Sunday, April 12, 2009

easter parade

As I
pontificated with regard to the 1980's the first time I posted a couple of cuts from Glasgow's The Blue Nile over on Art Decade:

"I hated the self-congratulatory stench of delusion. I hated the graphics. I hated the cheap looking suits and shady haircuts. I hated the flippancy of the music foisted on me in every bar and nightclub. And, above all else, by the end of the decade i wanted to grab Brett Easton Ellis by the scruff of his Armani Wall Street jacket and jam a copy of "American Psycho" right up his smugly winking arse."

I refuse to concede I was by any means too harsh.

I did like this album rather a lot, though. The band was originally commissioned by Linn Hi-Fi to publicly demonstrate the fidelity of their high-end audio equipment, as it goes.

Robert Bell: bass, synthesizer;
Paul Buchanan: vocals, guitar, synthesizer;

Paul Joseph Moore: keyboards, synthesizer;

Nigel Thomas: drums.

Written by Robert Bell and Paul Buchanan. Recorded at Castlesound, Edinburgh.

THE BLUE NILE: EASTER PARADE from "A Walk Across The Rooftops" LP (Linn) 1983 (UK)


emmett said...

Linn records? Any connection to Roger Linn there?

ib said...

Good question, Emmett. Roger Linn of the drum machine ?

No, so far as I know. Linn Products was founded in Glasgow in 1972 by Ivor Tiefenbrun; a pioneer of turntables. Their stuff is notoriously expensive. I remember that at some point in the 1980s they established a service whereby a representative would call at your home to map the optimum acoustics prior to delivering a Hi-Fi peckage. They were also famously dismissive of the vogue for Compact Disc Players.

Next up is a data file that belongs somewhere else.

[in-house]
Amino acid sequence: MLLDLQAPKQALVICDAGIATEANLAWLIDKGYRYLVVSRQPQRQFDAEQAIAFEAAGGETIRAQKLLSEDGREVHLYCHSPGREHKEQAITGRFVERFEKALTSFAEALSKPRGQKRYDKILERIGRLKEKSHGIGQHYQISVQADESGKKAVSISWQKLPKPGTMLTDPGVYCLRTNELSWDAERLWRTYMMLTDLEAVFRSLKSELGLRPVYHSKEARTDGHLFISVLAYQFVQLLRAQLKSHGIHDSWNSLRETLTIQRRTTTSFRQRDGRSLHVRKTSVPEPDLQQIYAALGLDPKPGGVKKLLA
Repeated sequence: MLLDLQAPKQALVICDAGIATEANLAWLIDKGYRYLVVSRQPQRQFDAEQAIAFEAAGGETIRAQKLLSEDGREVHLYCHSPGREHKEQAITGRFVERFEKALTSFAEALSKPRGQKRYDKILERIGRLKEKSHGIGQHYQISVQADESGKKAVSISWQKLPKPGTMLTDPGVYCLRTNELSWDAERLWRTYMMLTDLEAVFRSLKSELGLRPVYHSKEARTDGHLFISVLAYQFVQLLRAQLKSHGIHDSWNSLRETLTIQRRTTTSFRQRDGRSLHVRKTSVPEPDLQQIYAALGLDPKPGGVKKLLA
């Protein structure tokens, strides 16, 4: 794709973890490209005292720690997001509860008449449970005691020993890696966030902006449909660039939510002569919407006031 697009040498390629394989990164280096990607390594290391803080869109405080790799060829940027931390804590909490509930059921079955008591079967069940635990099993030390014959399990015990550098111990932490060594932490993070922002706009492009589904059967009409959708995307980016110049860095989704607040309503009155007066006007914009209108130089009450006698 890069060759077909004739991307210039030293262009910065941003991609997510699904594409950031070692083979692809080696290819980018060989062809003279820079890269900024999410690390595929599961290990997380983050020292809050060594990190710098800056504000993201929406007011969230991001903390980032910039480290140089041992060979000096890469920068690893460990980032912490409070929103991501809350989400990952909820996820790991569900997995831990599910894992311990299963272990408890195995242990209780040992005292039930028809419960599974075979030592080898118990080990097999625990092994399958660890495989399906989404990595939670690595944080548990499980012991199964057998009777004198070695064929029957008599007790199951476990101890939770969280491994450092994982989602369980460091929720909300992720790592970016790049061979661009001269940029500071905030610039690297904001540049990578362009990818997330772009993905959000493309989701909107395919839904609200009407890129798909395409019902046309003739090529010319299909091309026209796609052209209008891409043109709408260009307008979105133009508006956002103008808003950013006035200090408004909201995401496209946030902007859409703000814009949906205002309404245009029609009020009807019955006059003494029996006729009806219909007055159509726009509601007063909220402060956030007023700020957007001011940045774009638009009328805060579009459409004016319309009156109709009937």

emmett said...

Thanks for the info, ib. I'm afraid I was a bit too eager in my haste to connect anything & everything to Roger Linn, and should have read your explanation about Linn Hi-Fi more carefully.

Regardless, the engineering on these Blue Niles jams is amazing. IMO, it's music like this for which CD is actually the preferred format. You know, Roxy Music Avalon, etc... stuff where pops & ticks ruin the glassy clarity, but you want maximum fidelity. This is when CD is optimal.

ib said...

I definitely agree with your observation here on CD and clarity. Linn, however, were resolute on delivering a turntable which eliminated all vinyl surface noise while maintaining the natural warmth of valve amplified sound.

The catch, however, was the cost in securing this performance; the equivalent of purchasing a small yacht. Their enthusiasts tended to be very moneyed.